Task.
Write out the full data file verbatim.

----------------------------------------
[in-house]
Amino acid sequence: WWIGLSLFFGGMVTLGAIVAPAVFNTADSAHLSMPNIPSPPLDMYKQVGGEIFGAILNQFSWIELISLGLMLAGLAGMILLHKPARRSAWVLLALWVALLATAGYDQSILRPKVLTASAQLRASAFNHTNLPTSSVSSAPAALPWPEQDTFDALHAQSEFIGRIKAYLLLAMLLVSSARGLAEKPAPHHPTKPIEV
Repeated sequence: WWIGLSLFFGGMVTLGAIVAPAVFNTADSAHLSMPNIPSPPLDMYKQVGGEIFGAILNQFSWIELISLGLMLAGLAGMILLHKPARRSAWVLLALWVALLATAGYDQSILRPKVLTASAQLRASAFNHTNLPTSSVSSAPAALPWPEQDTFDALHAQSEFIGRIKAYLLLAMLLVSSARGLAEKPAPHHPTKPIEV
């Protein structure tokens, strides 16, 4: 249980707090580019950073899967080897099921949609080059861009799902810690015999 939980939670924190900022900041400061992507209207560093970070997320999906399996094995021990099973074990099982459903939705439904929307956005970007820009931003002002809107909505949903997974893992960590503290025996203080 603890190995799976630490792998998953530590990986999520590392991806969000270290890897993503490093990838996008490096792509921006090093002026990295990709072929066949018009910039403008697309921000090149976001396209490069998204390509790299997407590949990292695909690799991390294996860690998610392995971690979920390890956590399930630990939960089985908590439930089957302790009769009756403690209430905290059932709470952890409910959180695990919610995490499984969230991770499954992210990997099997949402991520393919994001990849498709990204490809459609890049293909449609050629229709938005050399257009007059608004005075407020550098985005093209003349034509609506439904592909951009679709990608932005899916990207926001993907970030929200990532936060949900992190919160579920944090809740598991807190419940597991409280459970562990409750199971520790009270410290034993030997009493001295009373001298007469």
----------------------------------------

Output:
[in-house]
Amino acid sequence: WWIGLSLFFGGMVTLGAIVAPAVFNTADSAHLSMPNIPSPPLDMYKQVGGEIFGAILNQFSWIELISLGLMLAGLAGMILLHKPARRSAWVLLALWVALLATAGYDQSILRPKVLTASAQLRASAFNHTNLPTSSVSSAPAALPWPEQDTFDALHAQSEFIGRIKAYLLLAMLLVSSARGLAEKPAPHHPTKPIEV
Repeated sequence: WWIGLSLFFGGMVTLGAIVAPAVFNTADSAHLSMPNIPSPPLDMYKQVGGEIFGAILNQFSWIELISLGLMLAGLAGMILLHKPARRSAWVLLALWVALLATAGYDQSILRPKVLTASAQLRASAFNHTNLPTSSVSSAPAALPWPEQDTFDALHAQSEFIGRIKAYLLLAMLLVSSARGLAEKPAPHHPTKPIEV
């Protein structure tokens, strides 16, 4: 249980707090580019950073899967080897099921949609080059861009799902810690015999 939980939670924190900022900041400061992507209207560093970070997320999906399996094995021990099973074990099982459903939705439904929307956005970007820009931003002002809107909505949903997974893992960590503290025996203080 603890190995799976630490792998998953530590990986999520590392991806969000270290890897993503490093990838996008490096792509921006090093002026990295990709072929066949018009910039403008697309921000090149976001396209490069998204390509790299997407590949990292695909690799991390294996860690998610392995971690979920390890956590399930630990939960089985908590439930089957302790009769009756403690209430905290059932709470952890409910959180695990919610995490499984969230991770499954992210990997099997949402991520393919994001990849498709990204490809459609890049293909449609050629229709938005050399257009007059608004005075407020550098985005093209003349034509609506439904592909951009679709990608932005899916990207926001993907970030929200990532936060949900992190919160579920944090809740598991807190419940597991409280459970562990409750199971520790009270410290034993030997009493001295009373001298007469």